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Did Jesus Exist - Bart Ehrman's new book 
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Post Re: Did Jesus Exist - Bart Ehrman's new book
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I do suspect, however, that Ehrman is jumping on the Did Jesus Exist bandwagon


That's a hilarious presumption.

Ehrman indicates that the mythicist angle is so poorly represented by non academics that proclaim themselves as scholars in the field of ancient history, and that he receives hundreds of emails from mythicists to respond to their claims that he thought it would be appropriate at this time to respond.

The mythicist angle is similar to a fad that pops its head up every 20 years or so.
It is nothing new or original. It simply is dismissed each and every time because the evidence claims are either shallow or completely baseless and the conspiratorial stories are, well.., conspiratorial.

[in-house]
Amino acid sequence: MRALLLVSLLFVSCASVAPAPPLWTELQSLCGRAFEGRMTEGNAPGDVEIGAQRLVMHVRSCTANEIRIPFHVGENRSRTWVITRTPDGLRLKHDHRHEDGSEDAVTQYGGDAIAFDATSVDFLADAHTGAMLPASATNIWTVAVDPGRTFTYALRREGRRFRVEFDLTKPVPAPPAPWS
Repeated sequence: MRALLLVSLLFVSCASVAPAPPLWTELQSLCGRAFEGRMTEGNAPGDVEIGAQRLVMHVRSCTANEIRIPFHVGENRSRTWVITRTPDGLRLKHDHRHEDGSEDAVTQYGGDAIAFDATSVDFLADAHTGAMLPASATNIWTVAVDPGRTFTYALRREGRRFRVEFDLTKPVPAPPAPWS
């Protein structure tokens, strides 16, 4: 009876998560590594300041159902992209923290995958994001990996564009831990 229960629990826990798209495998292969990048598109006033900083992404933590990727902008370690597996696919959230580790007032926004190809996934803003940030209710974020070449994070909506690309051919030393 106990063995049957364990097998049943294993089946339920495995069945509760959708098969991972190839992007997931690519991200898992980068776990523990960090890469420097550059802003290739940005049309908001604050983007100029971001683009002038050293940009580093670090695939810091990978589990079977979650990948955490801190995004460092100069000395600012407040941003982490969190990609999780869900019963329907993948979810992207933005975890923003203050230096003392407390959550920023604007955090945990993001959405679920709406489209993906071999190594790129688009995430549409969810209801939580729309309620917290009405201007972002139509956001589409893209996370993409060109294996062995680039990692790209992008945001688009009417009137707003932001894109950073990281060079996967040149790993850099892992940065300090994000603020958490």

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Post Re: Did Jesus Exist - Bart Ehrman's new book
ant wrote:
[

That's a hilarious presumption.


Probably. Like I said, I need to read the book, not just the article.So, as we say here in Germany, I've made "nails with heads" and ordered the book. I'm without internet for 3 weeks so will make some (hopefully intelligent) comment about it when I'm back online.


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Thu Apr 05, 2012 1:42 pm
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Post Re: Did Jesus Exist - Bart Ehrman's new book
oblivion wrote:
ant wrote:
[

That's a hilarious presumption.


Probably. Like I said, I need to read the book, not just the article.So, as we say here in Germany, I've made "nails with heads" and ordered the book. I'm without internet for 3 weeks so will make some (hopefully intelligent) comment about it when I'm back online.


I have it on my IPhone! 8)


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Post Re: Did Jesus Exist - Bart Ehrman's new book